ISCA Archive Interspeech 2014
ISCA Archive Interspeech 2014

Summary and initial results of the 2013-2014 speaker recognition i-vector machine learning challenge

Désiré Bansé, George R. Doddington, Daniel Garcia-Romero, John J. Godfrey, Craig S. Greenberg, Alvin F. Martin, Alan McCree, Mark Przybocki, Douglas A. Reynolds

During late-2013 through early-2014 NIST coordinated a special i-vector challenge based on data used in previous NIST Speaker Recognition Evaluations (SREs). Unlike evaluations in the SRE series, the i-vector challenge was run entirely online and used fixed-length feature vectors projected into a low-dimensional space (i-vectors) rather than audio recordings. These changes made the challenge more readily accessible, especially to participants from outside the audio processing field. Compared to the 2012 SRE, the i-vector challenge saw an increase in the number of participants by nearly a factor of two, and a two orders of magnitude increase in the number of systems submitted for evaluation. Initial results indicate the leading system achieved an approximate 37% improvement relative to the baseline system.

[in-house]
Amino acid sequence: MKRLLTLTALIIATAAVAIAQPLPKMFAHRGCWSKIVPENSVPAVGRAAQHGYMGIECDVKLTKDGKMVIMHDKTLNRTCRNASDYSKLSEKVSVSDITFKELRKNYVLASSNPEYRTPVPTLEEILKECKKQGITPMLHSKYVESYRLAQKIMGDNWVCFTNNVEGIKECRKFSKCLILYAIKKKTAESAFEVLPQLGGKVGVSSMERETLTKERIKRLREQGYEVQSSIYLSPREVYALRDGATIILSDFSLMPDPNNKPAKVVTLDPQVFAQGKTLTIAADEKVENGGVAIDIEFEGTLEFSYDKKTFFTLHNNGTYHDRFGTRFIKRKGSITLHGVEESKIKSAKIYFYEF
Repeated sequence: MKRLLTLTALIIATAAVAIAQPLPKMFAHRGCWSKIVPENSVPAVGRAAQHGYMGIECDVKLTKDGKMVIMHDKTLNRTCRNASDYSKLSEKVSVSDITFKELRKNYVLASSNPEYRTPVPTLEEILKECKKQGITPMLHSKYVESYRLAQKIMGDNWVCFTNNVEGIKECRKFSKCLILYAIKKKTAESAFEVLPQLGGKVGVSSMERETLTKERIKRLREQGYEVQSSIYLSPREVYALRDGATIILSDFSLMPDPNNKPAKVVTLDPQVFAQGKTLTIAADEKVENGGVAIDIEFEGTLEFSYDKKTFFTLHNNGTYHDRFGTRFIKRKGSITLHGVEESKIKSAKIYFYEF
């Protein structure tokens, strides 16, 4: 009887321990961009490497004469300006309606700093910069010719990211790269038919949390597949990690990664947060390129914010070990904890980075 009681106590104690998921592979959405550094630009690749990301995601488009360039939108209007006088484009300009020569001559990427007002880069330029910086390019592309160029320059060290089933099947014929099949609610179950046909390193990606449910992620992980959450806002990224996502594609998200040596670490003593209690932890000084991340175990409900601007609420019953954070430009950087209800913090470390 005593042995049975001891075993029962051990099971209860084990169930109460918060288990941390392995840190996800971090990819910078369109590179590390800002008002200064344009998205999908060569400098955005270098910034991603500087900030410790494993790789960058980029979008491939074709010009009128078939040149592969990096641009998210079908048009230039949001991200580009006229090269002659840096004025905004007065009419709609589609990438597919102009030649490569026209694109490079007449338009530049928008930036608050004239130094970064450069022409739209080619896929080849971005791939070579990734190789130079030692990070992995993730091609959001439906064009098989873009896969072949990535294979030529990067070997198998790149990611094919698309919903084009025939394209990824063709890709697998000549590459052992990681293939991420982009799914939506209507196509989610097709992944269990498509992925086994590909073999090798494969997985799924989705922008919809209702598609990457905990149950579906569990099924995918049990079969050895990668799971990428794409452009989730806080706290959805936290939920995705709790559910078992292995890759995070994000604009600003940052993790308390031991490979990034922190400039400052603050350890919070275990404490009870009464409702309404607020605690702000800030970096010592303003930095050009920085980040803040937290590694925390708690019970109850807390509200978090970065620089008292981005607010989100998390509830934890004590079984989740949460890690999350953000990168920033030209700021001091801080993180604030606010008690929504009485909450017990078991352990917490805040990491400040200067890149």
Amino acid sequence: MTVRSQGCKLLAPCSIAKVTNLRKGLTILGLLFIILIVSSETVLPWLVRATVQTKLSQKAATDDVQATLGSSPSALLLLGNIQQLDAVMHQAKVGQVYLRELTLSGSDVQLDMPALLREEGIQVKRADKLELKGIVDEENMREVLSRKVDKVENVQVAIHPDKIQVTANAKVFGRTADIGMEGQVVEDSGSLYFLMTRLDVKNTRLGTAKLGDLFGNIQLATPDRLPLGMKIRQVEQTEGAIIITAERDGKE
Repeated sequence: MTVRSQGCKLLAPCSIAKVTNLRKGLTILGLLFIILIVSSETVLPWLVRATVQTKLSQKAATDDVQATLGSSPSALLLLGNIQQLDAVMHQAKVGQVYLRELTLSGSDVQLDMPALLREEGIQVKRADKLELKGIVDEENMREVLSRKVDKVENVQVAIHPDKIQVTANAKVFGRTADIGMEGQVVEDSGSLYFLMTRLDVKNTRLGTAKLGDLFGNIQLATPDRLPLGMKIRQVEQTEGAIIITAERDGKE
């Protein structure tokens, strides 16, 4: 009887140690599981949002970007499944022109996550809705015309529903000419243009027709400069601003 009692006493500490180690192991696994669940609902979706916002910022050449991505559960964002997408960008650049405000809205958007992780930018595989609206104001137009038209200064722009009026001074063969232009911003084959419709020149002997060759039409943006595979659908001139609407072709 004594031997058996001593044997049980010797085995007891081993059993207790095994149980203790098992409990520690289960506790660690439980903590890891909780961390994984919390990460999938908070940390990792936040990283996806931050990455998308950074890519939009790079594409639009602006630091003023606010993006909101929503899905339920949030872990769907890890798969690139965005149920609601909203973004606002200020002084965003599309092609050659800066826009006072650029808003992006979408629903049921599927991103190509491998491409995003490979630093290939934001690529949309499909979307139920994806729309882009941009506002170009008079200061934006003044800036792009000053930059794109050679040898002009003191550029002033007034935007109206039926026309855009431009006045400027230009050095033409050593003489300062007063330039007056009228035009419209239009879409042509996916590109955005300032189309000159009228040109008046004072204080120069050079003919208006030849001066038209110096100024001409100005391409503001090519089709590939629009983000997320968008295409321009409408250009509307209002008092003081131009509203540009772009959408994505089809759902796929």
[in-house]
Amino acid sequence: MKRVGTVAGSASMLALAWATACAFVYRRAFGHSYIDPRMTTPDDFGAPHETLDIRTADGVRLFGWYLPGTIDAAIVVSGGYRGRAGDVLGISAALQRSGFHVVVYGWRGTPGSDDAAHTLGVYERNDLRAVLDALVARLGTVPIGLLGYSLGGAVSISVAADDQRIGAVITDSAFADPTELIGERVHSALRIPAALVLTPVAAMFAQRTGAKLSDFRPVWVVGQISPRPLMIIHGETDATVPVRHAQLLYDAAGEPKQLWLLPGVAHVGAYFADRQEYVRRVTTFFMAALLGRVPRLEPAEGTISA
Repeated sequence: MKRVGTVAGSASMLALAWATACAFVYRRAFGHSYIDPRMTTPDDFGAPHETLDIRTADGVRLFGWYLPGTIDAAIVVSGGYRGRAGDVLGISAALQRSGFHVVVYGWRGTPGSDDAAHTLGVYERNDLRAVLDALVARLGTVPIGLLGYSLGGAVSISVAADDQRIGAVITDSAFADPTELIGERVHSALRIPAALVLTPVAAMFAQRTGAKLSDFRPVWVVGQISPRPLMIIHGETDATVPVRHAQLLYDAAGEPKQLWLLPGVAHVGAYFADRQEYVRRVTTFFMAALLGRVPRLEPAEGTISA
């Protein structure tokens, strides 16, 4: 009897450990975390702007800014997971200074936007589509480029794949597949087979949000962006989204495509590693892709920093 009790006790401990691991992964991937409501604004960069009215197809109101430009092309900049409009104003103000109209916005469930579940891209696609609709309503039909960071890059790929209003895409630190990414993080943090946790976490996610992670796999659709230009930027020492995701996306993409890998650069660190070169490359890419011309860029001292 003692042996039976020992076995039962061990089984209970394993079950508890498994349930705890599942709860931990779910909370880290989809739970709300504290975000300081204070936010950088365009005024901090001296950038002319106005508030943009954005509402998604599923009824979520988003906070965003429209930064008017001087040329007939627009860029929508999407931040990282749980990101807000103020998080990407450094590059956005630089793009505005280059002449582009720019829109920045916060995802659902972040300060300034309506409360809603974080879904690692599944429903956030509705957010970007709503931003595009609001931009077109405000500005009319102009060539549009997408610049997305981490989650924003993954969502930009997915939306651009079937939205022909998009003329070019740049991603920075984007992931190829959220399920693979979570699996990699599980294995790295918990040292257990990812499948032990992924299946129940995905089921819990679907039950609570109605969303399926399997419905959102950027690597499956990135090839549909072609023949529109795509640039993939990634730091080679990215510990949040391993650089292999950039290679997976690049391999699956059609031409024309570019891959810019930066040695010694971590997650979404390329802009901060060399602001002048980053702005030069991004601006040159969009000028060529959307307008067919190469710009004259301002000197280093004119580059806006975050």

doi: 10.21437/Interspeech.2014-86

Cite as: Bansé, D., Doddington, G.R., Garcia-Romero, D., Godfrey, J.J., Greenberg, C.S., Martin, A.F., McCree, A., Przybocki, M., Reynolds, D.A. (2014) Summary and initial results of the 2013-2014 speaker recognition i-vector machine learning challenge. Proc. Interspeech 2014, 368-372, doi: 10.21437/Interspeech.2014-86

@inproceedings{banse14_interspeech,
  author={Désiré Bansé and George R. Doddington and Daniel Garcia-Romero and John J. Godfrey and Craig S. Greenberg and Alvin F. Martin and Alan McCree and Mark Przybocki and Douglas A. Reynolds},
  title={{Summary and initial results of the 2013-2014 speaker recognition i-vector machine learning challenge}},
  year=2014,
  booktitle={Proc. Interspeech 2014},
  pages={368--372},
  doi={10.21437/Interspeech.2014-86}
}